The one thing that is certain: Donald Trump is more a relic of the disreputable past than a portent of any future. 

Donald Trump will be repudiated as no other President in the past.   Even Buchanan was shown to have had benign intentions that he could not make work. All that would have satisfied the slave-owning interests would have been the expansion of slavery, not only in the USA but perhaps also into Mexico and Cuba and what was then British North America (now Canada). Hoover was personally a good and upright person, but he simply had the wrong political orthodoxy for the time. Trump stands more of the same failure, only harder. Trump will be hated for his corruption, cruelty, and for his debasement of the mind. 

The Millennial Generation is just getting its start in electoral politics at a high level.  They are getting their starts as Congressional Representatives, mayors, state Governors, and US Senators. If X, Boomers, and the surviving Silent are similarly about 5% more R than D, Millennial voters are about 20% more D than R. Of people over 55, typically about 1.5% die off each year or go senile  and thus drop out of the electorate; meanwhile, most of the new voters will be Millennial and Homelander. To be sure, Homelander adults (which will start to include people born in the Double-Zero decade) will eventually spin off from the Millennial Generation in time, the first wave of an Adaptive generation follows the political and cultural lead of the Civic (Millennial) generation. The new voters at least this time will be heavily Millennial, and that will be enough to flip many Congressional districts and States.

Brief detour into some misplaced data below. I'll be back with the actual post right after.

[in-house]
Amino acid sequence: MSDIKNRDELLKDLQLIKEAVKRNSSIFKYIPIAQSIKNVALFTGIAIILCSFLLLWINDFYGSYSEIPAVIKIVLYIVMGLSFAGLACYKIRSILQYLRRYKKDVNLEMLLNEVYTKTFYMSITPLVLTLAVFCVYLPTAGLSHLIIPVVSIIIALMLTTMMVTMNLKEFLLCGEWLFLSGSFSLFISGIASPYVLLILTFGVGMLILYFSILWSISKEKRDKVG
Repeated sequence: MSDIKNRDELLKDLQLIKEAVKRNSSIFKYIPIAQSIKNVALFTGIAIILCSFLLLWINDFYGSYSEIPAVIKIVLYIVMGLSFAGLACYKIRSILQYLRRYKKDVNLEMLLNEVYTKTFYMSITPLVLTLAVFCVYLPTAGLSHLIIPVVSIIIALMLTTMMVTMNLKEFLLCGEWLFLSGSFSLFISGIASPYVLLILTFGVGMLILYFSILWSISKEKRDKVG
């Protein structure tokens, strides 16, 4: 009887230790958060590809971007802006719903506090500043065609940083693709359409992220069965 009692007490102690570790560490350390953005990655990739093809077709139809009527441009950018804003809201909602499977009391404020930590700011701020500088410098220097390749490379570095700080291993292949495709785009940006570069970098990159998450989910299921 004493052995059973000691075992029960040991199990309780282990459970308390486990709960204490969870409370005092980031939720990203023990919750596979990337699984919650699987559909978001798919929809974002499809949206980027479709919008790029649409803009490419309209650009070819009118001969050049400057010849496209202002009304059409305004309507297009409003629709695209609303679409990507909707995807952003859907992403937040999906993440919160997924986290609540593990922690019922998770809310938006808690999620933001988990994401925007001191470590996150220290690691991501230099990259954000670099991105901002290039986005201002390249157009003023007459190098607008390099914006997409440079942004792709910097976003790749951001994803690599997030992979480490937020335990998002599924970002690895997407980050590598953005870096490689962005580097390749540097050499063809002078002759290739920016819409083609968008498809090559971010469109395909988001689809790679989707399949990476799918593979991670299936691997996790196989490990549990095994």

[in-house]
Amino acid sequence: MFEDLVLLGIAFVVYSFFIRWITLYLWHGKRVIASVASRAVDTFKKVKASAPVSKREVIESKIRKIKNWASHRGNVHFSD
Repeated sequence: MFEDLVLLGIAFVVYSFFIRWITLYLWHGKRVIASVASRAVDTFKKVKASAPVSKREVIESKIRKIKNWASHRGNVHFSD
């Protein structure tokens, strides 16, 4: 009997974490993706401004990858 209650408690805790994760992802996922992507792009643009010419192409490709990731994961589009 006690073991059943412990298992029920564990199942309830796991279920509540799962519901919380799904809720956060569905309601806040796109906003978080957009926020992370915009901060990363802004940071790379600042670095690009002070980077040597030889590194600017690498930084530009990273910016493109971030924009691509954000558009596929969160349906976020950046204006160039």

Trump fits Millennial values of rationality, equality, integrity, intellectuality, responsibility, and fair play as badly as any President  that any of us can remember. He is the expression of the ideology perfectly fitting the Individualist era -- one in which one is free to have one's own reality and in which no human suffering can ever be too severe if it enforces, yields, or indulges elite gain. If one wants to be proudly and aggressively stupid, then such is fine in the Individualist age, but such paradoxically leads to pointless conformity within polarized communities. 

Humanist ways will mostly succeed on their own without difficulties of promotion.  Figure that the American economy will work better for people not in the elite, especially in places that have been economically ravaged. It will not take gentrification to make places like some seemingly-dying urban wrecks to revive. People will not have to go to high-rent cities just to get good opportunities. America might begin to look more like America in the 1950's (but without Jim Crow, the male chauvinism, homophobia, and a red scare, and with better infrastructure (Interstate highways instead of the infamous Blood Alleys) in place. 

Americans will find ways in which to deal with the end of scarcity. I expect changes in tax laws so that small business gets breaks, and vertically-integrated trusts and monopolies get taxed more heavily. I expect higher taxes on executive compensation.  We might have heavier taxes on conspicuous consumption, which could include low-brow Kitsch... if anything, I would expect even taste in  interior decoration to become more austere as more of life becomes "virtual" so that people no longer need huge displays of the wares of their consumerism. Such is a consequence of the technologies that emerged in the Individualist Era.